Having trouble understanding what your electricity bill says? Is it hard for you to decipher all that kind of concepts and numbers? Today, in Nostresol, we tell you how to understand your electricity bill.
In this role we find a lot of concepts that can make the invoice confusing and difficult to understand. That is why we want to resolve the most common doubts among consumers. In turn, we will try to make you able to count approximately the amount you will have to pay next month or the savings you can get.
When you receive a bill from the light, you will find that your personal data appears at the top. They are the name, ID, contract and invoice number, bank account and issue date. You can check that your data is correct to avoid further errors.
Electricity bills also display your point of supply data. With them, you can learn about features like CUPS (Unified Supply Point Code). This will serve you to differentiate your point of supply from that of other distributors or agencies, that is, it is the code that identifies your meter.
One of the data you have to consider is the contracted access fee. The most common is 2.0 A, which is recommended for those who consume energy all day. But there are other types like the 2.0 DHA, with time discrimination to choose the hours when you consume the most and pay a lower price during that time.
On the other hand, you will also see the contracted power, which will depend on what you have agreed with your supplier. On a common bill, it will always be less than 10 kW, but it depends on the consumption you need in your home and its dimensions.
In addition, a graph of the evolution of your usage in recent months may appear, along with a detail of your billing information during the time you post your bill. Here you will find concepts such as the "power term", which results from dividing 42,043426€ between the days or months of the year and multiplying the result by the number of days of your bill and the contracted power.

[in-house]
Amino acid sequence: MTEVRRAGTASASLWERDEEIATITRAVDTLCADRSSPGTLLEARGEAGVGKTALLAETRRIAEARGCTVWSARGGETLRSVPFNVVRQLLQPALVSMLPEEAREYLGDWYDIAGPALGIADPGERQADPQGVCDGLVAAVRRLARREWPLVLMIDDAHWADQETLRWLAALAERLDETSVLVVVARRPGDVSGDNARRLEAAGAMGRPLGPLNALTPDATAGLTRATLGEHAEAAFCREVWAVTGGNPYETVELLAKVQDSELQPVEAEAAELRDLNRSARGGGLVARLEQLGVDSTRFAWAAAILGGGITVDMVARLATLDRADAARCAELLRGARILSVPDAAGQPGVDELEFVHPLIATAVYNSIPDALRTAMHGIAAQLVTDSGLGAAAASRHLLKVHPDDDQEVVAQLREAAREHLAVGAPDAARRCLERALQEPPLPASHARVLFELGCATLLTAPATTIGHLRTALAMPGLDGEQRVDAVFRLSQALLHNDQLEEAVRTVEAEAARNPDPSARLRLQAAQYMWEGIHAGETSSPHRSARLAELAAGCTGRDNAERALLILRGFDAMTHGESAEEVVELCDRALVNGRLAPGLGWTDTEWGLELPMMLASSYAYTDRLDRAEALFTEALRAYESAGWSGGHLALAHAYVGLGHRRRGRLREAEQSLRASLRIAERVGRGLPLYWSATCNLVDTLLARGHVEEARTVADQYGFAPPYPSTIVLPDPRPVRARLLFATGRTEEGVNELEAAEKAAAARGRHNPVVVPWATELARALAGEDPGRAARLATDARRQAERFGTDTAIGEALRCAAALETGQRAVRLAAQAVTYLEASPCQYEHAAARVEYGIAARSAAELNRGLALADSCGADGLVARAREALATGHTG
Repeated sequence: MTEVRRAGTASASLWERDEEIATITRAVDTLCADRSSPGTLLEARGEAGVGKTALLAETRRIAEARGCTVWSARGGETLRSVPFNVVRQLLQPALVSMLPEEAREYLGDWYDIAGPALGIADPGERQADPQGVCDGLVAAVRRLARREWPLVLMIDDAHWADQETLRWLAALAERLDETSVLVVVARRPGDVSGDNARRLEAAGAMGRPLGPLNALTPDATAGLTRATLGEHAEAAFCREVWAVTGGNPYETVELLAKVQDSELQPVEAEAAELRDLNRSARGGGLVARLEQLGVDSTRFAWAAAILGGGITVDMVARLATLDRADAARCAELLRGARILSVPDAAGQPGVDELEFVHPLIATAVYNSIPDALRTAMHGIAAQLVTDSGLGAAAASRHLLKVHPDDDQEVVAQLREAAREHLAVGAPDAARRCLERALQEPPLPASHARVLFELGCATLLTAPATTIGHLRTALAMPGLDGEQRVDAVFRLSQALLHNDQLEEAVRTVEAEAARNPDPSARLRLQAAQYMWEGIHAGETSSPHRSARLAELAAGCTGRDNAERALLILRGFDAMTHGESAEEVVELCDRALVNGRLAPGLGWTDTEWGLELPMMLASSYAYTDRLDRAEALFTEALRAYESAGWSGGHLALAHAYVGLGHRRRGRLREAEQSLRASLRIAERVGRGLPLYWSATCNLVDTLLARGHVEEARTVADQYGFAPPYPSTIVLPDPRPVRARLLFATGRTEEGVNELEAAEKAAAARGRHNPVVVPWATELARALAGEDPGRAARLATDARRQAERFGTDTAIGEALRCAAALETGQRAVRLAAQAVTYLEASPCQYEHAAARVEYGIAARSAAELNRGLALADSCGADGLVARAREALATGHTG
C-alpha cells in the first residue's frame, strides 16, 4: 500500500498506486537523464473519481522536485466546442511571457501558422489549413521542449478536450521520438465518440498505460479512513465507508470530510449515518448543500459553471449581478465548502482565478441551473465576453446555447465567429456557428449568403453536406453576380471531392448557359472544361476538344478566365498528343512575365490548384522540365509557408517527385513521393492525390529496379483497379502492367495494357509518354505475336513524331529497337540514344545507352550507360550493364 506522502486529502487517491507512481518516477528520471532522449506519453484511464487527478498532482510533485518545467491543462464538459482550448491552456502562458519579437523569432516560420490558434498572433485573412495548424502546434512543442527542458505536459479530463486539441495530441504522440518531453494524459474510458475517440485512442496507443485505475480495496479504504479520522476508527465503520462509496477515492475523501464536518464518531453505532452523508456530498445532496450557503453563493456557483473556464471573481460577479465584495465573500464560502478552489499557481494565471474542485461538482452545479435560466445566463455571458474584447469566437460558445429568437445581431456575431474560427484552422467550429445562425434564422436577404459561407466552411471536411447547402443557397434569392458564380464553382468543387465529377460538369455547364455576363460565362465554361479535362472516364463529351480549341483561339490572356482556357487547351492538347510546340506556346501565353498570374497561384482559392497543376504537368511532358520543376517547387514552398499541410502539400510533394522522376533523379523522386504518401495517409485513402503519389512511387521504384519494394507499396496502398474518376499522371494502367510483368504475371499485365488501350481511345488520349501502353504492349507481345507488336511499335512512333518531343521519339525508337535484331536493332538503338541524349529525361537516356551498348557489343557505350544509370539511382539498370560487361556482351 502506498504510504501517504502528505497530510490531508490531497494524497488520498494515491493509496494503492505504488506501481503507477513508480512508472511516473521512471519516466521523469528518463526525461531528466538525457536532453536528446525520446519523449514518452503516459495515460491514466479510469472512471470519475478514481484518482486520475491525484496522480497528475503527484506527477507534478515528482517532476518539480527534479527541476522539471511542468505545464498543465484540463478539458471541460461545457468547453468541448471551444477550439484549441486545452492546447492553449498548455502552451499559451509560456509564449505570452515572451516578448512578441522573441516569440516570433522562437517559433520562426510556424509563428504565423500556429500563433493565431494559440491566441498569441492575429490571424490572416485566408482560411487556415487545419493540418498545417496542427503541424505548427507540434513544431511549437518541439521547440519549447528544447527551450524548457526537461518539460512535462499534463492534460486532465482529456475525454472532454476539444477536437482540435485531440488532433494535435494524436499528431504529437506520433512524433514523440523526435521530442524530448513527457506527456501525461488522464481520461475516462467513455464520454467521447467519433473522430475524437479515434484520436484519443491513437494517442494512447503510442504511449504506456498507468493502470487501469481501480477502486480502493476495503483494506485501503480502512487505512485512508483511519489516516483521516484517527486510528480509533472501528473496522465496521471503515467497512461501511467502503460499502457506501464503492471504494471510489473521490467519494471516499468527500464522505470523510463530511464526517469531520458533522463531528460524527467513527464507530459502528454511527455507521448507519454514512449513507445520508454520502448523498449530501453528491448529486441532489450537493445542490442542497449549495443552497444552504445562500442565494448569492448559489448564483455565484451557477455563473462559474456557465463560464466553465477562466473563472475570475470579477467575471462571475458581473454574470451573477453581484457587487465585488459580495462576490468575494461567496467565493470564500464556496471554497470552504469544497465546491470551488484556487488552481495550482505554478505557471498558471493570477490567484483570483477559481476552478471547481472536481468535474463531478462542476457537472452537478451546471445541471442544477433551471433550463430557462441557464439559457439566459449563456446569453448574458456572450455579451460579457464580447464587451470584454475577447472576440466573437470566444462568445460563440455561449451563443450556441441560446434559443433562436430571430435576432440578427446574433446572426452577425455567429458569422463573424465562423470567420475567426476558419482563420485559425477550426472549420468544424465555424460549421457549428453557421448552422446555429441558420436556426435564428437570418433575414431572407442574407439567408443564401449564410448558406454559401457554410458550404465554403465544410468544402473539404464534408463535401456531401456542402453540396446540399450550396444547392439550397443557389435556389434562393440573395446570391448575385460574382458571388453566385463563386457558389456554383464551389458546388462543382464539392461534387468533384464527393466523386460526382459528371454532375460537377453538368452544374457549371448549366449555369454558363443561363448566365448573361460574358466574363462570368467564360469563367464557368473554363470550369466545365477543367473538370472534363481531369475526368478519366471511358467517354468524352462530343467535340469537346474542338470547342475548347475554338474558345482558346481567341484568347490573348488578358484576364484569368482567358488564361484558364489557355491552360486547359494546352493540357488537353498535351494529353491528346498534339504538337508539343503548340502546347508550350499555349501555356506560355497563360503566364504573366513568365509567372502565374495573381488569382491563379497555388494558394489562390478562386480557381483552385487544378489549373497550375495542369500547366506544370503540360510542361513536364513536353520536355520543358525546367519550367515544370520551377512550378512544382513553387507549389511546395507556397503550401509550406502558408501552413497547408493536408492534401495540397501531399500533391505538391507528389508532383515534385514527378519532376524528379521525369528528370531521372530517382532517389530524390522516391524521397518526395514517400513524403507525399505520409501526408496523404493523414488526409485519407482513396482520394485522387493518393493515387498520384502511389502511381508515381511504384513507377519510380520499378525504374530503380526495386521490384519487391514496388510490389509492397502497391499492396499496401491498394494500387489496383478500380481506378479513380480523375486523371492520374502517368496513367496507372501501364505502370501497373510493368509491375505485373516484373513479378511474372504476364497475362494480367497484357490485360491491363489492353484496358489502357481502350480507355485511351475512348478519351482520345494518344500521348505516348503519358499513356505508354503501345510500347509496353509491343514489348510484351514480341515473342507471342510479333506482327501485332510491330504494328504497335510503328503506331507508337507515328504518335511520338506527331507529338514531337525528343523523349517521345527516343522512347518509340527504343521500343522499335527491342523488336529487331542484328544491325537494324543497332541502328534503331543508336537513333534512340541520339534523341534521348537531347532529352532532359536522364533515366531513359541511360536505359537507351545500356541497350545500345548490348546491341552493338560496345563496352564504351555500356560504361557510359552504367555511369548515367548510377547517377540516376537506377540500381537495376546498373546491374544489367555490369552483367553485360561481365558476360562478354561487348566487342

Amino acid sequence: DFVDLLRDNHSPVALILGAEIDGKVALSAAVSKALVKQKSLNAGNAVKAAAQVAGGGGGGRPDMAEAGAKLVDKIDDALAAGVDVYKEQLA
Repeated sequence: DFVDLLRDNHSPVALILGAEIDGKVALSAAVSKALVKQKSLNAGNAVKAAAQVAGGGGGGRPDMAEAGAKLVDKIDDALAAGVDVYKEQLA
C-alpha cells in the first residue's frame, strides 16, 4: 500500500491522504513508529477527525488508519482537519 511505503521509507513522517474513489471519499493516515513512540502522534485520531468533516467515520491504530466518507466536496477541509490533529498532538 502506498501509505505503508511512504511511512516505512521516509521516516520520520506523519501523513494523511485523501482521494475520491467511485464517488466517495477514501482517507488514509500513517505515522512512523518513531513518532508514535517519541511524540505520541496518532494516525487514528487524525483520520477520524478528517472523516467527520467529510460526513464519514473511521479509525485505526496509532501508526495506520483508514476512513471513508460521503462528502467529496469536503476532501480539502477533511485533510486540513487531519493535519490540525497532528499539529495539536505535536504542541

Another term is the "energy term", a result of the multiplication of consumption in kilowatt hours by the price (in euros), which can be fixed or variable, depending on the price of energy in the market.
Finally, you can find billing details such as taxes (Electric Tax, VAT, Equipment Rental…).
There are often doubts about whether the consumption we are billed for is real. To check, we can check it against the previous invoices (as long as there have been no noticeable peaks) or counting the difference between the initial and final counter reading. If you want to make sure that this reading is correct and you have access to the counter, you can compare it with the one that it marks. If it is equal to or greater than the final reading that is reflected on your bill, the energy consumed and billed is correct.
We hope we have helped you decipher the data that comes on your electricity bill. Now, at Nostresol we support responsible consumption and we want you to know what you spend your money on when you pay for electricity.
Instead, with a small photovoltaic installation at home you could save up to 70% of what you pay monthly. This is because you would need to hire much less power and simply, residually, since you would be consuming a clean energy and an inexhaustible and free resource: the Sun.